- Rules are largely futile! Players, being only human, are flawed, capricious beings who as a breed can rarely read with absolute attention nor be relied upon to understand what they have read with absolute precision. This is simply a statement of human nature and its accuracy and veracity cannot be disputed. Unfortunately, this means that the creation of rules is an act of hubristic foolishness of the highest order.
So it seems we have a problem, albeit one I am exaggerating for comic effect. Since these statements appear to be both true and contradictory then the truth must inevitably lie someplace else. You can, after all, never please everyone all of the time, much less teach them; and as a designer you share precisely the same flaws as everybody else. The best I think we can do is to acknowledge the following conclusion and move on:
All rule sets are imperfect, and all will be interpreted imperfectly.
The ‘Five Cs’ of good rule writing
Having accepted the folly of our endeavour, I think it’s time we got on with it, to which end I am here proposing my ‘Five Cs’ of good, or at least better, rule writing.
The first thing to say is that my intent is to formulate a cribsheet of useful and succinct ‘ways of thinking’, and not to espouse a set of prescriptive or doctrinaire ‘ways of doing’ nor some universal standard of language, structure or tone. It is important to realise that each game will have different requirements and limitations, and that each game genre a different set of stylistic and linguistic conventions.
The second thing to say is that writing rules is essentially an exercise in communication design. The purpose, then, of a rule set is to effectively communicate a game’s principles and regulations. Rule sets may do other things too — provide historical background to a war-game or a sense of narrative fantasy to a eurogame — but these are secondary concerns.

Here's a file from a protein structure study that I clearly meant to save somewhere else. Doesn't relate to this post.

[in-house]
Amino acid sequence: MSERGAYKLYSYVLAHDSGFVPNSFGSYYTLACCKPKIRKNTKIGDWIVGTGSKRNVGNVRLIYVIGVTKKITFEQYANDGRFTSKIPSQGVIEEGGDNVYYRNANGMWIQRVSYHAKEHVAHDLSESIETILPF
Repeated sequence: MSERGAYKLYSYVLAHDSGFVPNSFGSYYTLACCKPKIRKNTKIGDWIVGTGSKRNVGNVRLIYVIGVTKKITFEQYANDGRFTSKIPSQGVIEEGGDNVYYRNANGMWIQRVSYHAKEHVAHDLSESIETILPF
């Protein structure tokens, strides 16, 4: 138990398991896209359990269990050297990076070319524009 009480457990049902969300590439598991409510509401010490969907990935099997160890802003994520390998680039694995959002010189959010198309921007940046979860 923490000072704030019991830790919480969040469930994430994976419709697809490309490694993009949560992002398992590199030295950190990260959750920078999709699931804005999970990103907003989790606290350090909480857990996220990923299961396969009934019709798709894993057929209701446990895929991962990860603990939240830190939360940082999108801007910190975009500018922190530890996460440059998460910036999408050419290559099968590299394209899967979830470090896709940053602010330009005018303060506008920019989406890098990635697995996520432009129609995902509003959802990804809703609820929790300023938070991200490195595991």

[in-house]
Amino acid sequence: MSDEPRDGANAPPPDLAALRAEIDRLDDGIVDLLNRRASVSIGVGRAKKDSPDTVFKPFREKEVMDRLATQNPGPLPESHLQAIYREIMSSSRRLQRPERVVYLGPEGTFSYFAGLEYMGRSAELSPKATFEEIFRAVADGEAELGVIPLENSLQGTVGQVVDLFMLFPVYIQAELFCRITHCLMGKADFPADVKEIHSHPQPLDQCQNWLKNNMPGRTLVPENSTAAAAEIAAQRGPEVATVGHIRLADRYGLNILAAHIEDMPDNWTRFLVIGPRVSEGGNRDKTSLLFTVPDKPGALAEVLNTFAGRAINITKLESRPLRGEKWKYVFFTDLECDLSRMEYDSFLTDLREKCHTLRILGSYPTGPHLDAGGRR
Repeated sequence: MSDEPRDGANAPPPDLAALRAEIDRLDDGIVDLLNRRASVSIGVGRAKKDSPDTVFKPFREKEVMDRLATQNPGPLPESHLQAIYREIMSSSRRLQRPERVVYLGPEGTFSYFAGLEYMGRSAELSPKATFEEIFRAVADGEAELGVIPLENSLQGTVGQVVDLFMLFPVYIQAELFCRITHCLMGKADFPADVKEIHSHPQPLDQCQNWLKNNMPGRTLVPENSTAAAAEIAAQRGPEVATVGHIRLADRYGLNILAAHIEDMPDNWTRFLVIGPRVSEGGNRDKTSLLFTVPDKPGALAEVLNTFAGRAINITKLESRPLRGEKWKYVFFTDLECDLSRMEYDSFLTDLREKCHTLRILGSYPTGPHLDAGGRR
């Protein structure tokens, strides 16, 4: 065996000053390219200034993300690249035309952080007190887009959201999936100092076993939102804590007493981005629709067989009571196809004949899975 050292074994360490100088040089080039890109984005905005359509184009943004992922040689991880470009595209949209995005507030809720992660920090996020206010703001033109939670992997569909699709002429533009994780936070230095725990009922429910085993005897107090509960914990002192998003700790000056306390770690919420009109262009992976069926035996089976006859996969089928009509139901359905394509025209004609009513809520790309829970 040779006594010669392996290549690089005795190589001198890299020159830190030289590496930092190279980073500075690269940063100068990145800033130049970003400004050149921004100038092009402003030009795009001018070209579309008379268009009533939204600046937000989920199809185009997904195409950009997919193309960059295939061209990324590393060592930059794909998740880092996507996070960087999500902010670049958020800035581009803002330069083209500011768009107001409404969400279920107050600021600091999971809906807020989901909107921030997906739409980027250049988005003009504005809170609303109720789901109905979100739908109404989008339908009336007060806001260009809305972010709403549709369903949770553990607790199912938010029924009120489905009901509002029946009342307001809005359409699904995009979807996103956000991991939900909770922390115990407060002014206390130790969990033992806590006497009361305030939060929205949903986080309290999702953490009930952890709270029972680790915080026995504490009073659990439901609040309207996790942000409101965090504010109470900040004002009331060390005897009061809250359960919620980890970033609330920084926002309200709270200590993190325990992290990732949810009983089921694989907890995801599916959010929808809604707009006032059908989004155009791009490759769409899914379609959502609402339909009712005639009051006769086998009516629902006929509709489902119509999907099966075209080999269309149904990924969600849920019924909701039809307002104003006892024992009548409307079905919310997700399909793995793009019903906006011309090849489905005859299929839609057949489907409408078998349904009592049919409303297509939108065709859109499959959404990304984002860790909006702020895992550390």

I think then that it is both possible and fair to say that a rule set is meaningfully and empirically ‘bad’ if it fails in any way to fulfil its primary objective, that of communicating the aforementioned principles and regulations. And I think too that there isn’t a ‘bad’ rule set out there that would not have been improved if the designer or rules editor had given the following five ‘ways of thinking’ just a little more thought.
There are two ways in which the game designer needs to demonstrate clarity. It is of course always important to write clearly about the game, but for the designer there is a more important imperative: to have first thought clearly about the game.
All games have an internal logic and structure, a narrative that either originally inspired the designer or emerged as the game developed. The logic at work may be entirely personal to the designer — and quite labyrinthine and opaque to anyone else! — but no game can exist without it.